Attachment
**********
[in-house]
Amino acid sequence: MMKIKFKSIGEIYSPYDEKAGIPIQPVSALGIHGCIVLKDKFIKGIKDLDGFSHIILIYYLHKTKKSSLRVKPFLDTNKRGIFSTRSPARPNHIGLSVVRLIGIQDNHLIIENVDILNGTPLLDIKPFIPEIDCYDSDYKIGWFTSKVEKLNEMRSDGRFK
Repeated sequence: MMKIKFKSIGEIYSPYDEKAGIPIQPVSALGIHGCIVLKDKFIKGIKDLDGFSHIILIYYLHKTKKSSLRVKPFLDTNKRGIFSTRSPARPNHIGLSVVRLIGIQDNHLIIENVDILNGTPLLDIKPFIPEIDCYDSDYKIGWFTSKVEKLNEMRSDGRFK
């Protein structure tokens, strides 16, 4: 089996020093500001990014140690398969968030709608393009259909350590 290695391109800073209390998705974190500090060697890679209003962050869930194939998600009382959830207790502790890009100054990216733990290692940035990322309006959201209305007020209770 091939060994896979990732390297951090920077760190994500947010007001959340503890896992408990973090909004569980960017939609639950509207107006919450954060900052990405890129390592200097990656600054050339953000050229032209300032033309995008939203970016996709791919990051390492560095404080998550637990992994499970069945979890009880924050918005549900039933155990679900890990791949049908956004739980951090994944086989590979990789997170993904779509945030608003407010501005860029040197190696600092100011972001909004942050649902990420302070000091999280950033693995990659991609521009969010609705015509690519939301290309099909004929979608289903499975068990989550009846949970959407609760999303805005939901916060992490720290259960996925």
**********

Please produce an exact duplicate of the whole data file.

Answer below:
[in-house]
Amino acid sequence: MMKIKFKSIGEIYSPYDEKAGIPIQPVSALGIHGCIVLKDKFIKGIKDLDGFSHIILIYYLHKTKKSSLRVKPFLDTNKRGIFSTRSPARPNHIGLSVVRLIGIQDNHLIIENVDILNGTPLLDIKPFIPEIDCYDSDYKIGWFTSKVEKLNEMRSDGRFK
Repeated sequence: MMKIKFKSIGEIYSPYDEKAGIPIQPVSALGIHGCIVLKDKFIKGIKDLDGFSHIILIYYLHKTKKSSLRVKPFLDTNKRGIFSTRSPARPNHIGLSVVRLIGIQDNHLIIENVDILNGTPLLDIKPFIPEIDCYDSDYKIGWFTSKVEKLNEMRSDGRFK
């Protein structure tokens, strides 16, 4: 089996020093500001990014140690398969968030709608393009259909350590 290695391109800073209390998705974190500090060697890679209003962050869930194939998600009382959830207790502790890009100054990216733990290692940035990322309006959201209305007020209770 091939060994896979990732390297951090920077760190994500947010007001959340503890896992408990973090909004569980960017939609639950509207107006919450954060900052990405890129390592200097990656600054050339953000050229032209300032033309995008939203970016996709791919990051390492560095404080998550637990992994499970069945979890009880924050918005549900039933155990679900890990791949049908956004739980951090994944086989590979990789997170993904779509945030608003407010501005860029040197190696600092100011972001909004942050649902990420302070000091999280950033693995990659991609521009969010609705015509690519939301290309099909004929979608289903499975068990989550009846949970959407609760999303805005939901916060992490720290259960996925």